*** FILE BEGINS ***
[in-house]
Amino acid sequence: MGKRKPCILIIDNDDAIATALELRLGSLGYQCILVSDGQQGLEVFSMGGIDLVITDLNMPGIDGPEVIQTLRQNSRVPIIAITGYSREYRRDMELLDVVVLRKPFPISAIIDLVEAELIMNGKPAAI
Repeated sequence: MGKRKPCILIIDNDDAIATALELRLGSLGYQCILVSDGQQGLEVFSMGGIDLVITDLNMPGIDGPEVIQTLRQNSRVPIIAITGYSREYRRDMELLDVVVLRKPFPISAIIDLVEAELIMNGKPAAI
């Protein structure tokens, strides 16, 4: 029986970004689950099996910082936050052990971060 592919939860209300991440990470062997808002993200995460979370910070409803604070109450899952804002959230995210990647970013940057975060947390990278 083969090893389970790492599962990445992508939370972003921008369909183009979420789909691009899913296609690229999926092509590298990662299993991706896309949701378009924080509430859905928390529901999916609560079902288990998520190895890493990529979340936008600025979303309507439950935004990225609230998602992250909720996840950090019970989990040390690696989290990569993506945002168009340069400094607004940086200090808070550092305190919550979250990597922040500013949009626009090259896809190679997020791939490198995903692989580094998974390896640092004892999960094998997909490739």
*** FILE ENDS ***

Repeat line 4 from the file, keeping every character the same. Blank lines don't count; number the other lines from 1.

């Protein structure tokens, strides 16, 4: 029986970004689950099996910082936050052990971060 592919939860209300991440990470062997808002993200995460979370910070409803604070109450899952804002959230995210990647970013940057975060947390990278 083969090893389970790492599962990445992508939370972003921008369909183009979420789909691009899913296609690229999926092509590298990662299993991706896309949701378009924080509430859905928390529901999916609560079902288990998520190895890493990529979340936008600025979303309507439950935004990225609230998602992250909720996840950090019970989990040390690696989290990569993506945002168009340069400094607004940086200090808070550092305190919550979250990597922040500013949009626009090259896809190679997020791939490198995903692989580094998974390896640092004892999960094998997909490739």